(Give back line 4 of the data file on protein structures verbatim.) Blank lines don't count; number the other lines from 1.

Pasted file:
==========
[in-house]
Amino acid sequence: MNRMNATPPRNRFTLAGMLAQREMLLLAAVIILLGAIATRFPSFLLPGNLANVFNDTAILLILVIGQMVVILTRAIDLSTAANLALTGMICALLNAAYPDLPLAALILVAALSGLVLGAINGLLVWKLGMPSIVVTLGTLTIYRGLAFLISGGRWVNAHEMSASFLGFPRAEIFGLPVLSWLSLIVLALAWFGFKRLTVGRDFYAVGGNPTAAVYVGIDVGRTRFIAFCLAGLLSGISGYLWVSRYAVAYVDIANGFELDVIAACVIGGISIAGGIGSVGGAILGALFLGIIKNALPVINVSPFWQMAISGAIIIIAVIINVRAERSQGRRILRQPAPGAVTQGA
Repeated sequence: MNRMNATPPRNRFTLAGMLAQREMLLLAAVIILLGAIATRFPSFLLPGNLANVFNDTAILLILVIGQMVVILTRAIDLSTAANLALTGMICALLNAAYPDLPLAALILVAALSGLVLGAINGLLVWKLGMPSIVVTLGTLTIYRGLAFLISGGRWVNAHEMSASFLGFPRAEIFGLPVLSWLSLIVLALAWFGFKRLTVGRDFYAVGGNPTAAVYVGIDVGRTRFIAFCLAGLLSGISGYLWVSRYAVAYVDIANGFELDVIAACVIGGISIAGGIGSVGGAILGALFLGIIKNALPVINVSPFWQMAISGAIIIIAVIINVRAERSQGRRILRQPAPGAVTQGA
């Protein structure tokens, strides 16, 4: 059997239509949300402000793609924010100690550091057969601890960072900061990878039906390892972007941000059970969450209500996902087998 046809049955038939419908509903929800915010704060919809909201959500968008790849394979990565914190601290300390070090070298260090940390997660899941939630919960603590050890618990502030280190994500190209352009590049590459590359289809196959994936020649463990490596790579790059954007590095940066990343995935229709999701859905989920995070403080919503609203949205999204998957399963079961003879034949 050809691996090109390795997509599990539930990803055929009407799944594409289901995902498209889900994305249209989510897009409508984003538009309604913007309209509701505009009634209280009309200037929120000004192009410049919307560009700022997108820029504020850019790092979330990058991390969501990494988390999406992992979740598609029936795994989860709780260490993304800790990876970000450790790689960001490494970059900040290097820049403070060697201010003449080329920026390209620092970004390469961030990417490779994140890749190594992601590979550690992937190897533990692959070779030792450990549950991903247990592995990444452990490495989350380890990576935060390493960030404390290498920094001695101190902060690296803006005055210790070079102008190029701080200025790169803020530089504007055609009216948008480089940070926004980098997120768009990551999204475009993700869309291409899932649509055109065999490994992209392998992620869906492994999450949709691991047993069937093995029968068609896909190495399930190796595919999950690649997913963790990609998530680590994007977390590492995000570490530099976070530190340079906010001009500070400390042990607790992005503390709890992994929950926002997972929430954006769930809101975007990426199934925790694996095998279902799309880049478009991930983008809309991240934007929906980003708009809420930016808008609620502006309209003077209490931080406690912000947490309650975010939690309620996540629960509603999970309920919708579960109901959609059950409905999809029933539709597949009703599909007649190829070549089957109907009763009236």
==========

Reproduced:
């Protein structure tokens, strides 16, 4: 059997239509949300402000793609924010100690550091057969601890960072900061990878039906390892972007941000059970969450209500996902087998 046809049955038939419908509903929800915010704060919809909201959500968008790849394979990565914190601290300390070090070298260090940390997660899941939630919960603590050890618990502030280190994500190209352009590049590459590359289809196959994936020649463990490596790579790059954007590095940066990343995935229709999701859905989920995070403080919503609203949205999204998957399963079961003879034949 050809691996090109390795997509599990539930990803055929009407799944594409289901995902498209889900994305249209989510897009409508984003538009309604913007309209509701505009009634209280009309200037929120000004192009410049919307560009700022997108820029504020850019790092979330990058991390969501990494988390999406992992979740598609029936795994989860709780260490993304800790990876970000450790790689960001490494970059900040290097820049403070060697201010003449080329920026390209620092970004390469961030990417490779994140890749190594992601590979550690992937190897533990692959070779030792450990549950991903247990592995990444452990490495989350380890990576935060390493960030404390290498920094001695101190902060690296803006005055210790070079102008190029701080200025790169803020530089504007055609009216948008480089940070926004980098997120768009990551999204475009993700869309291409899932649509055109065999490994992209392998992620869906492994999450949709691991047993069937093995029968068609896909190495399930190796595919999950690649997913963790990609998530680590994007977390590492995000570490530099976070530190340079906010001009500070400390042990607790992005503390709890992994929950926002997972929430954006769930809101975007990426199934925790694996095998279902799309880049478009991930983008809309991240934007929906980003708009809420930016808008609620502006309209003077209490931080406690912000947490309650975010939690309620996540629960509603999970309920919708579960109901959609059950409905999809029933539709597949009703599909007649190829070549089957109907009763009236």